What has been the main reason for the two countries’ cold relations in the past few months?

It is believed that the issue is related to the Tajik government’s sensitivity about the activities and existence of the so-called Islamic Renaissance Party of Tajikistan. The Tajik government demands that the party stop its activities wherever in the world it is.


Why did such an issue not create any tension in the two countries’ ties in the past? What can lead to a thaw in relations?

I was the first Iranian ambassador to Tajikistan. This party existed in Tajikistan during my term of service, which was concurrent with Ali Akbar Hashemi Rafsanjani’s presidency. We did our best to forge ties between the two countries, as a toddler that is growing up, and to understand the concerns of the Tajik side in order to help expand bilateral relations.

The same thing is required to be done at present. Iranian officials should work toward building trust and softening mutual relations as the two countries’ cold relations will act against both sides’ economic interests. At present, due to the political estrangement between the two countries, their joint economic activities have declined. This comes as countries such as Turkey and China, which have no commonalities with Tajikistan in terms of culture and language, are conducting extensive activities in the Central Asian state.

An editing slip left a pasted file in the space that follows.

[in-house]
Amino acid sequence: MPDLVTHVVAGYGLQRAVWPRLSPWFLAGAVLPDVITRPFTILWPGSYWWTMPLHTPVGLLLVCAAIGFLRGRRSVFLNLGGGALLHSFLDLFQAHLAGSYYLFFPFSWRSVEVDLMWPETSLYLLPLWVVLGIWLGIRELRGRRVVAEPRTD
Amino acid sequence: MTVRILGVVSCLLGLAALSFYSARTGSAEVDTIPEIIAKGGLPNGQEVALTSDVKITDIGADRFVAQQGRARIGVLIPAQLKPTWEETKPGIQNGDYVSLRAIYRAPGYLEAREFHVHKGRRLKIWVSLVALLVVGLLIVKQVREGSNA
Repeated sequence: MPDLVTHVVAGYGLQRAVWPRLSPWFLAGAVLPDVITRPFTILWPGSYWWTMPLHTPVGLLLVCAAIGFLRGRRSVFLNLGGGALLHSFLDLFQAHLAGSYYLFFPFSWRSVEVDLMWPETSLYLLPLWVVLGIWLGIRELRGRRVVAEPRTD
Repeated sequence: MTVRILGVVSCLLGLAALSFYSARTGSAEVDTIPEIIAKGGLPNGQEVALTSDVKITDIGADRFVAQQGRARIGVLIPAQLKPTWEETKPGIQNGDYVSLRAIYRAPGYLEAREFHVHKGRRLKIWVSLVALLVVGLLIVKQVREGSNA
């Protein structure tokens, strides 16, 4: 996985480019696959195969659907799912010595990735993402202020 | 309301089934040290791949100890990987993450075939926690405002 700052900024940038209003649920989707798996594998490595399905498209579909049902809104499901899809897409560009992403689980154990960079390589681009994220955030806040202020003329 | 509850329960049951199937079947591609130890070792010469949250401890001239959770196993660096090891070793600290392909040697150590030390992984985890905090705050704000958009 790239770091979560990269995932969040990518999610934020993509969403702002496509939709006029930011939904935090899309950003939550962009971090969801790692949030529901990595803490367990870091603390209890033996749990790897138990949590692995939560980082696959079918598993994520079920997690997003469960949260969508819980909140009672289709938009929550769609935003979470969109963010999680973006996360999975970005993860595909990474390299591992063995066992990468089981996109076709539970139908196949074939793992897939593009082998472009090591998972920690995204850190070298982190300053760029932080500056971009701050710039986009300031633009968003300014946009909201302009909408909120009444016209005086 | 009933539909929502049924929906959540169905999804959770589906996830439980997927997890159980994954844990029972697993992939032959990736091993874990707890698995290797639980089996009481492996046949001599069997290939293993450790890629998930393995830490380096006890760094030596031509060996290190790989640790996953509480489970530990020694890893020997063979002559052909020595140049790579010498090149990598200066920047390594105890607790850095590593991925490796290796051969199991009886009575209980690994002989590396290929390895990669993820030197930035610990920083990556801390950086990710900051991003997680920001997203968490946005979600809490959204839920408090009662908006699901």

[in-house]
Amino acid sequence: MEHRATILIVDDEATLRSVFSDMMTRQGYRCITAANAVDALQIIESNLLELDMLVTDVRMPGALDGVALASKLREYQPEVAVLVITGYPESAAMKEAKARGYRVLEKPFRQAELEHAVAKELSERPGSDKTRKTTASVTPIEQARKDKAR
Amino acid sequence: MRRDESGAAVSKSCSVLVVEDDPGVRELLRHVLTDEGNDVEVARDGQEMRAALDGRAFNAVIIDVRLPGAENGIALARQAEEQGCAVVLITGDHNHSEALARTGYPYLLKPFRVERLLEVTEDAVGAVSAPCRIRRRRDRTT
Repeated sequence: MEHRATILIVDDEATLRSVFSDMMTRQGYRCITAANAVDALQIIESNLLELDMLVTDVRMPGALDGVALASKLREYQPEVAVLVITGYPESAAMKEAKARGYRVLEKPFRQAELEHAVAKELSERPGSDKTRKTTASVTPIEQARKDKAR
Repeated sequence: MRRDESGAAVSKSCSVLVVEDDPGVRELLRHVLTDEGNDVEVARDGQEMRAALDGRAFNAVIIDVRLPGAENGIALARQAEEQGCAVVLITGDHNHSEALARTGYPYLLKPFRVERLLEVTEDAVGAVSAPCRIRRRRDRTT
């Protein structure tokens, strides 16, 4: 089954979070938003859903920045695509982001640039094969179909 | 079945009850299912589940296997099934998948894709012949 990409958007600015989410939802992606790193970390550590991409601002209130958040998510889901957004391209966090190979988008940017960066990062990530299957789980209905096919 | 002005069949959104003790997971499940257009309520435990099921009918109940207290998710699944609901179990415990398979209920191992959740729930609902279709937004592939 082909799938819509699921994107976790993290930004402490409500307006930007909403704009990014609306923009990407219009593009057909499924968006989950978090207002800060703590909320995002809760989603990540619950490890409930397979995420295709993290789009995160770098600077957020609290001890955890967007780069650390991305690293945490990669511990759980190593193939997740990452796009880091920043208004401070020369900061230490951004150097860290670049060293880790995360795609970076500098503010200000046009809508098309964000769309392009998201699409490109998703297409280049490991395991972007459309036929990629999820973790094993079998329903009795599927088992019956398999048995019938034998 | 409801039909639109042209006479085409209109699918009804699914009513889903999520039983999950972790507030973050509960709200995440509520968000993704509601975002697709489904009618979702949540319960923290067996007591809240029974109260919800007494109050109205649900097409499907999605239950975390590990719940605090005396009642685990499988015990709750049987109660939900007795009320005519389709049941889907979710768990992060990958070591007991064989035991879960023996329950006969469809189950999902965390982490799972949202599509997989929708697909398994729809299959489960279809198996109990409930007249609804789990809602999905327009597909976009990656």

This is while the Tajik people are very interested in developing relations with Iran in light of their commonalities. In the past, Iran conducted extensive activities in Tajikistan in the field of implementing techno-engineering projects.


What role do you think the Iran-Tajikistan Friendship Association can play to improve relations between the two countries?

Most of the association’s activities pertain to cultural issues. Improving political relations between the two states, however, is a prerequisite to performing cultural activities; unless the former develops, success cannot be achieved in the latter.

This comes as the association is faced with financial problems for performing its activities, as most of its members are cultural figures.

Despite all this, the association has not sat idle. We are attempting to improve and strengthen relations between the two countries through being active in social media and cyberspace.


Has any move been made to sign sisterhood agreements between Iranian and Tajik cities?

In the past, Tehran and Dushanbe became sister cities. In addition, the city of Kulob in Tajikistan and Hamedan, in western Iran, are twin cities. There is a city in each state named ‘Rasht,’ which is interested in signing a sisterhood agreement. Torbat-e Jam in eastern Iran and Dzhami in Tajikistan also intend to become twin cities.


What role have the Persian and Tajik languages played in improving relations between the two countries?

Language plays an important and influential role in the two countries’ relations. The Tajik people have always been interested in the Persian language. Persian-speaking poets and mystics have played a significant role in establishing friendly relations between the two states.